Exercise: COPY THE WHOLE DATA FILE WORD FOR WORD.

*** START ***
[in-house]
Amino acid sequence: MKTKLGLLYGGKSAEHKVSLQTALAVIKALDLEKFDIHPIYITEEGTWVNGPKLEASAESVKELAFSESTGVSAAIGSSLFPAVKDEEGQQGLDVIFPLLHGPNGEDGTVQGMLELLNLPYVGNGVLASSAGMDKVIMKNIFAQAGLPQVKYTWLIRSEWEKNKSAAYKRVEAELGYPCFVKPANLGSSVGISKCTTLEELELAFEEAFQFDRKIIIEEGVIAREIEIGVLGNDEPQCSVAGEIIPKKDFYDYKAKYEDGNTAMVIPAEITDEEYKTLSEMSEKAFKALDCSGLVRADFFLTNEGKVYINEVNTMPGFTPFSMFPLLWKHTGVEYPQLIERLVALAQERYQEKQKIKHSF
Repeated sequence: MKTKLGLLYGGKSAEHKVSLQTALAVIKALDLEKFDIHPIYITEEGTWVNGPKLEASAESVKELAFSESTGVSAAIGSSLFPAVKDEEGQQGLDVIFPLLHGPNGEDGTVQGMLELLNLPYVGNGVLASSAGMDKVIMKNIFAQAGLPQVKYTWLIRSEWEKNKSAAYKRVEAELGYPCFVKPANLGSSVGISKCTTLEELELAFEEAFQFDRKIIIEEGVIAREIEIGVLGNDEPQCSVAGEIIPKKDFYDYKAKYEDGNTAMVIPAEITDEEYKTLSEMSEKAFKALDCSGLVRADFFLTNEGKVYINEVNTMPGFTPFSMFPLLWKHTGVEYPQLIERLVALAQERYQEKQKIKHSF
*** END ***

[in-house]
Amino acid sequence: MKTKLGLLYGGKSAEHKVSLQTALAVIKALDLEKFDIHPIYITEEGTWVNGPKLEASAESVKELAFSESTGVSAAIGSSLFPAVKDEEGQQGLDVIFPLLHGPNGEDGTVQGMLELLNLPYVGNGVLASSAGMDKVIMKNIFAQAGLPQVKYTWLIRSEWEKNKSAAYKRVEAELGYPCFVKPANLGSSVGISKCTTLEELELAFEEAFQFDRKIIIEEGVIAREIEIGVLGNDEPQCSVAGEIIPKKDFYDYKAKYEDGNTAMVIPAEITDEEYKTLSEMSEKAFKALDCSGLVRADFFLTNEGKVYINEVNTMPGFTPFSMFPLLWKHTGVEYPQLIERLVALAQERYQEKQKIKHSF
Repeated sequence: MKTKLGLLYGGKSAEHKVSLQTALAVIKALDLEKFDIHPIYITEEGTWVNGPKLEASAESVKELAFSESTGVSAAIGSSLFPAVKDEEGQQGLDVIFPLLHGPNGEDGTVQGMLELLNLPYVGNGVLASSAGMDKVIMKNIFAQAGLPQVKYTWLIRSEWEKNKSAAYKRVEAELGYPCFVKPANLGSSVGISKCTTLEELELAFEEAFQFDRKIIIEEGVIAREIEIGVLGNDEPQCSVAGEIIPKKDFYDYKAKYEDGNTAMVIPAEITDEEYKTLSEMSEKAFKALDCSGLVRADFFLTNEGKVYINEVNTMPGFTPFSMFPLLWKHTGVEYPQLIERLVALAQERYQEKQKIKHSF